The most important word in the amendment is Congress. The first amendment only prevents the government from limiting the freedom of speech. What companies want to do is up to them. Publishers do not have to publish things they don’t want to publish. Advertisers don’t have to fund things they don’t want to fund.

Getting brands, agencies, and exchanges to live their professed values is not censorship. If brands, agencies, and exchanges limit their financial investment in any media property, then the media property will have to decide how it wants to respond.

Moreover, it’s hypocritical of Fox News to cry censorship. Fox News supported what is commonly known as the “Don’t Say Gay” bill in Florida that limits the free speech of teachers.

Plus, restricting funds from things you don’t like is a longtime conservative practice, which is why conservative activists have worked to defund Planned Parenthood, which Fox News has covered approvingly.

These are not freedom of speech issues. Instead, they’re about…

Freedom of Reach

I first hear the phrase “Freedom of speech is not freedom of reach” in a remarkable 2019 speech by the filmmaker Sasha Baron Cohen. That speech was directed against social media, not conservative media.

Just in the past few days, while every other news network covered the Congressional hearings on the January 6, 2021 insurrection, Fox News chose to relegate those hearings to its much smaller Fox Business News network in order to contain the reach of the hearings. Some coverage has suggested that Fox News did this because its own support of the insurrection would have been uncomfortably obvious if they aired the hearings, but that’s not my point.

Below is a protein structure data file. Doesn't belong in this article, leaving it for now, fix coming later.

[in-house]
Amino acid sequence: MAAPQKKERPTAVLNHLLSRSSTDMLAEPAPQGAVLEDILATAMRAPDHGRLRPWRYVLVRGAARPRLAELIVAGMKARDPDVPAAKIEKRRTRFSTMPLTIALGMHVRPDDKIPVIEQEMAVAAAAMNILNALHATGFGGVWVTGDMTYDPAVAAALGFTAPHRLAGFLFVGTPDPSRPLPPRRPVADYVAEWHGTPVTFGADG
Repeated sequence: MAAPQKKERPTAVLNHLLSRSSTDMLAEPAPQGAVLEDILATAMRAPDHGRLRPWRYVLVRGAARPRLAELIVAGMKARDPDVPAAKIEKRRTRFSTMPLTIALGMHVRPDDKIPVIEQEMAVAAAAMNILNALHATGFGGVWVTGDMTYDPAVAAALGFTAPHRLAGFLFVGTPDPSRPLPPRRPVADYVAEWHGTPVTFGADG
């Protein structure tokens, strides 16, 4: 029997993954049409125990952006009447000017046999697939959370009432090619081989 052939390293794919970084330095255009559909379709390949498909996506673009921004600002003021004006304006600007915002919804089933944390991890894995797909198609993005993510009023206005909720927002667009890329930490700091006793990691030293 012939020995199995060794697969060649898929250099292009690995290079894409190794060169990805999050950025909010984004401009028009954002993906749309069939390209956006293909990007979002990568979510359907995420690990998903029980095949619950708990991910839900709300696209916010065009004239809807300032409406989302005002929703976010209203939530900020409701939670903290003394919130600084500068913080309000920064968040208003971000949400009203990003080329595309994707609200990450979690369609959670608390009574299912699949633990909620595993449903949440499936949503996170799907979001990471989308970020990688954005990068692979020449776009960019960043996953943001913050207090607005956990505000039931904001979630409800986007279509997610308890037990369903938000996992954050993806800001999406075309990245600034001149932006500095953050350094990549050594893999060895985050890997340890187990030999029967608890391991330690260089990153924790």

Fox News airing something other than the hearings is not censorship.

Likewise, if Check My Ads gets brands, agencies, and exchanges to stop supporting Fox News, that’s not censorship either. It’s just free market dynamics at work—the sort that Fox News supports in other contexts.

What Fox News should have said in response to Check My Ads is this: “We believe in our values, the quality of our reporting, and in the diversity of our commentators. Advertisers and viewers have every right to support the journalism that correlates with their values, and we hope that they continue to support our work at Fox News.”

Why didn’t they? I’m still thinking…

P.S. I’ve been vague on purpose about my own opinions when it comes to whether or not Fox News is disinformation because that’s not what this piece is about. For the curious about my opinions: I believe in the work of Ad Fontes Media (for which I am an advisor and investor) that rates news organizations for bias and reliability. You can get a sample of Ad Fontes’ important work in the latest edition of its famous Media Bias Chart.


Brad Berens is the Center’s strategic advisor and a senior research fellow. He is principal at Big Digital Idea Consulting. You can learn more about Brad at www.bradberens.com, follow him on Twitter, and subscribe to his weekly newsletter (only some of his columns are syndicated here).


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June 15, 2022